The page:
Southern Gas Corridor, response to EU energy security challenges

Southern Gas Corridor, response to EU energy security challenges

download (2)The Southern Gas Corridor should be steered at the highest political level in Europe and Belgium, in addition to Azerbaijan.

Marc Verwilghen, the former Belgian energy minister and director at the TEAS Brussels Office, made the remark at the Azerbaijan–Belgium: Co-operation in Energy and Beyond international conference – jointly organized by leading Belgian energy infrastructure specialist Fluxys and The European Azerbaijan Society.

More than 120 specially invited diplomats, ministers, Belgian politicians and businesspeople attended the event held on March 10, according to the TEAS.

“The creation of a pipeline system carrying Azerbaijani hydrocarbon resources to Europe, via Turkey, began a decade ago, breaking the Russian monopoly over the exporting of Caspian energy resources and providing Europe with an important source of diversification,” said Verwilghen further noting that the importance of this strategy cannot be underestimated.

Addressing the event, Natig Aliyev, the Azerbaijani energy minister stressed that such successful EU–Azerbaijani energy projects as the Baku–Tbilisi–Ceyhan oil and Baku–Tbilisi– Erzurum gas pipelines have already demonstrated the role of Azerbaijan in ensuring energy security

“The joint EU–Azerbaijani declaration on the Southern Gas Corridor was signed in Baku in 2011, recognizing Azerbaijan as a substantial contributor to and enabler of the Corridor, with a significant role in providing a new source of gas to Europe,” he said.

The 3,500-kilometer South Gas Corridor that would finally end Europe’s dependence on a single pipeline started with the go-ahead to the South Caucasus Pipeline Expansion, which will connect the Sangachal terminal with eastern Turkey through Georgia. It will link up with the SOCAR-led TANAP to be connected with a third pipeline TAP on the Turkish-Greek border.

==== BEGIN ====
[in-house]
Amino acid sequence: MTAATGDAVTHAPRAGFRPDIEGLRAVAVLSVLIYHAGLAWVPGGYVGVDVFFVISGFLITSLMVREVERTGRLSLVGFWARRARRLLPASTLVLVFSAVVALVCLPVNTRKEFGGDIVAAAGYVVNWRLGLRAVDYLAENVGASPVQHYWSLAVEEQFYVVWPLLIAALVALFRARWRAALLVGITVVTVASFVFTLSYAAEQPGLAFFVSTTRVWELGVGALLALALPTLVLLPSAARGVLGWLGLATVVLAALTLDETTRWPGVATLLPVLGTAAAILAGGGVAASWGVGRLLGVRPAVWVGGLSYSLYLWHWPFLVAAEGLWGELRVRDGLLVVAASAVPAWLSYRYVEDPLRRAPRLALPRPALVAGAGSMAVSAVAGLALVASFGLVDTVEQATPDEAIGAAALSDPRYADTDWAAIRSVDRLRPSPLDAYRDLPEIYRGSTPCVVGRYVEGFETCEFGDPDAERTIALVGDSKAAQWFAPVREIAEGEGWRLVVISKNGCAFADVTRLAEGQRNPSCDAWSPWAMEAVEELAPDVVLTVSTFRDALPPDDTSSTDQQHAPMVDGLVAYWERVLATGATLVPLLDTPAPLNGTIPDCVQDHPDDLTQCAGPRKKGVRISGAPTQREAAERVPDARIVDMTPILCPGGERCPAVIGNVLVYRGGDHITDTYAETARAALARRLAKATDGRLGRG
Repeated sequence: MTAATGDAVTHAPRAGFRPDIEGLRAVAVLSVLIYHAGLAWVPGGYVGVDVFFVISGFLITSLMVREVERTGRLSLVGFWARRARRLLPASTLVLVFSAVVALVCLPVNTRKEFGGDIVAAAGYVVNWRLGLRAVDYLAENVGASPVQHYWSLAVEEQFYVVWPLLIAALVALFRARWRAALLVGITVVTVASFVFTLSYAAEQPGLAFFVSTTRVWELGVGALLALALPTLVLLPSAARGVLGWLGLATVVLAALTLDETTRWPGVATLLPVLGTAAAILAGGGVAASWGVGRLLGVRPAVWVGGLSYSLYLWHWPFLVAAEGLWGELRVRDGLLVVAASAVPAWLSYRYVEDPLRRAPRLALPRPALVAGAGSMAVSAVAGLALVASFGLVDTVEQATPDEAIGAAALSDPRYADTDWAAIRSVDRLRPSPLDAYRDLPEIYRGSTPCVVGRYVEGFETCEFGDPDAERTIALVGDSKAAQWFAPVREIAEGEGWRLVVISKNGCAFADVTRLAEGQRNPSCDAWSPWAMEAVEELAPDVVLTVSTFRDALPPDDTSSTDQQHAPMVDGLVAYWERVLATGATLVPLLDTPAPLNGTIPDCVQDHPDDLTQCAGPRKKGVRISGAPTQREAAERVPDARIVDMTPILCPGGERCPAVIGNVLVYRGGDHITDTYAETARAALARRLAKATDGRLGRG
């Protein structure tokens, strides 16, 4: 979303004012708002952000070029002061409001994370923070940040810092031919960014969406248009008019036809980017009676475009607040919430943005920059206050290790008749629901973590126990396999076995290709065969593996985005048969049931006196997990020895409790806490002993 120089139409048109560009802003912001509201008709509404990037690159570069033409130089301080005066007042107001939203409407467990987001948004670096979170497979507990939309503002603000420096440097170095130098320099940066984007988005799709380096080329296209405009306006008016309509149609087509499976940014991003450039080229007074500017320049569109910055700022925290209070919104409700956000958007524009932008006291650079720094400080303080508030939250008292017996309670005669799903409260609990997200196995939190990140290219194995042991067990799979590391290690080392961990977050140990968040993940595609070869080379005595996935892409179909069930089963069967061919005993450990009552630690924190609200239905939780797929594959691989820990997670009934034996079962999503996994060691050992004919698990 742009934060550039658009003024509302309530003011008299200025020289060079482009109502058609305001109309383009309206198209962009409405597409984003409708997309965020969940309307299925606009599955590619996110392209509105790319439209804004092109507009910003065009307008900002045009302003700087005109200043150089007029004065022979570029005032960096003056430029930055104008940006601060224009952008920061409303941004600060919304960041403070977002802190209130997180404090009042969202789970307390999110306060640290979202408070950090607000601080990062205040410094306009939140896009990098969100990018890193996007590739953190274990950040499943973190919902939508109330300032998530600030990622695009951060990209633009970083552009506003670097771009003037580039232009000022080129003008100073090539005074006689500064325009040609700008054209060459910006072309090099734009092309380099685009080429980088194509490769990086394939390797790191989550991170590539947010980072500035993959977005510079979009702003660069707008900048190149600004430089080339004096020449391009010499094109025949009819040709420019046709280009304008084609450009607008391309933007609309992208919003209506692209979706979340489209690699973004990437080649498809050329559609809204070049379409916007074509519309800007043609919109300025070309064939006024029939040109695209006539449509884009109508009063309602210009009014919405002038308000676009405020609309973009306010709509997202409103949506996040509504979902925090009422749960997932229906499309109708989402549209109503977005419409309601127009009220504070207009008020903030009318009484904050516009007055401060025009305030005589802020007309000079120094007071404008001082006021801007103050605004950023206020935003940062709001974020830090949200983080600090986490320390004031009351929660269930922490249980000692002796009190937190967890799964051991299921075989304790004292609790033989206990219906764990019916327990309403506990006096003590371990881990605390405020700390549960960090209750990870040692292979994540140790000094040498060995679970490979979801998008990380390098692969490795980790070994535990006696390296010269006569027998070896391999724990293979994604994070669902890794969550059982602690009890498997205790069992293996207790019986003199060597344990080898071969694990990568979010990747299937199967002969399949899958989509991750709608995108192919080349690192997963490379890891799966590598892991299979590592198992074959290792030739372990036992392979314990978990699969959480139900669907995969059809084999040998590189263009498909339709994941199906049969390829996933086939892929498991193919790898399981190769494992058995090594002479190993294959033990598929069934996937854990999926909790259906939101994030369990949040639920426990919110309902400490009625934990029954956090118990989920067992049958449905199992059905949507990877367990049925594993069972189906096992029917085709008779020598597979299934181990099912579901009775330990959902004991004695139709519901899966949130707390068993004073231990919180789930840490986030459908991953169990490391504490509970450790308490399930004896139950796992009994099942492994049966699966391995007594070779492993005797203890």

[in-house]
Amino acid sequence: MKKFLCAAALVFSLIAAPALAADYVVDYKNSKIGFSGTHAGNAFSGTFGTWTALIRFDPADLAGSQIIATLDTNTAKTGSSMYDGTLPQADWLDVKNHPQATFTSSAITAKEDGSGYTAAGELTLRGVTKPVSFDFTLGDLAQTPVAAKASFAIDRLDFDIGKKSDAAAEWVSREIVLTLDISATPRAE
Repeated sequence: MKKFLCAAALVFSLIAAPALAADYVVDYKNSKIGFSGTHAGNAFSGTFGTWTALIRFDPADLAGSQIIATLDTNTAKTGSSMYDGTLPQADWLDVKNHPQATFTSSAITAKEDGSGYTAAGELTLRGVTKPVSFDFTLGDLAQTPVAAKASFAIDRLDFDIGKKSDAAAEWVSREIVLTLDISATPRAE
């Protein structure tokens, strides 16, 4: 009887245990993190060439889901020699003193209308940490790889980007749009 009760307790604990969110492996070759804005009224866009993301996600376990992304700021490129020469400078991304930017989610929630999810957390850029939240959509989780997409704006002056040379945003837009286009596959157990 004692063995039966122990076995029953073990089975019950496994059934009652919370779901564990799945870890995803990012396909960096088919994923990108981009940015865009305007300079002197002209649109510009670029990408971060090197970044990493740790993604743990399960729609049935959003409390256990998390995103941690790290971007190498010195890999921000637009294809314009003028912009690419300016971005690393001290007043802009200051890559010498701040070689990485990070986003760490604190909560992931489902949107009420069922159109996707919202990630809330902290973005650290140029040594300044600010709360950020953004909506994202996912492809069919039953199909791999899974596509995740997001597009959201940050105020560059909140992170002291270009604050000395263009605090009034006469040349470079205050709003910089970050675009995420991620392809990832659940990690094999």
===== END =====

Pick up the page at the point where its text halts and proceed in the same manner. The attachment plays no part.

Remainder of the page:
Aliyev went on to say the EU, many financial institutions and all partners have reconfirmed their commitment to the Southern Gas Corridor. “The project requires the drilling of 26 subsea wells, construction of a new refinery in Sanganchal and development of the SPCX to increase its capacity. Around 25 percent of the Southern Corridor is completed and first gas will come to Europe by 2020,” he added.

Didier Reynders, the Belgian deputy prime minister and foreign minister, continued that this massive project will bring Azerbaijani gas to European markets, and change the energy landscape across the continent.

“Fluxys is collaborating very closely with the Azerbaijani state energy company SOCAR. Fluxys is now offering its gas transit services to its Greek counterpart, DESFA, so its role in this essential project will further increase,” he said.

Azerbaijani hydrocarbon developments will impact European energy security, including that of Belgium, said Stephen Gallogly, Head of Europe, Middle East and Africa Division at the International Energy Agency.

“It is now the turn of natural gas to add another success to Azerbaijan’s energy development. The Southern Gas Corridor will help diversify sources of energy for Europe, away from Russian dominance. Azerbaijan’s contribution to the Southern Gas Corridor is essential.

“By 2020, coal-fired power stations will be decommissioned across Europe, as will most nuclear power stations. There will be a greater requirement for gas imports, and the Southern Gas Corridor is designed to potentially carry gas from Eastern Europe, the Mediterranean, Central Asia, Iraq and Iran, amongst other countries,” he said noting that however the first gas will be the very Azerbaijani.

Fluxys CEO Walter Peeraer, in turn, emphasized that the Azerbaijani gas will be the new complementary source for Europe.

“I appreciate the current and future potential of Azerbaijan in ensuring the energy security of Europe. Our partnership in TAP is for the long-term, and a transmission operator we are sharing our expertise and bringing value to the project,” he noted.

The approximately 870 km long TAP will connect with the Trans Anatolian Pipeline near the Turkish-Greek border at Kipoi, cross Greece and Albania and the Adriatic Sea, before coming ashore in Southern Italy.

TANAP construction is due to be completed in 2018 and TAP in 2020 with first gas deliveries to Europe planned in the same year. The cost of the work on all four elements of the Southern Gas Corridor was estimated at almost $55-48 billion, according to the preliminary data.

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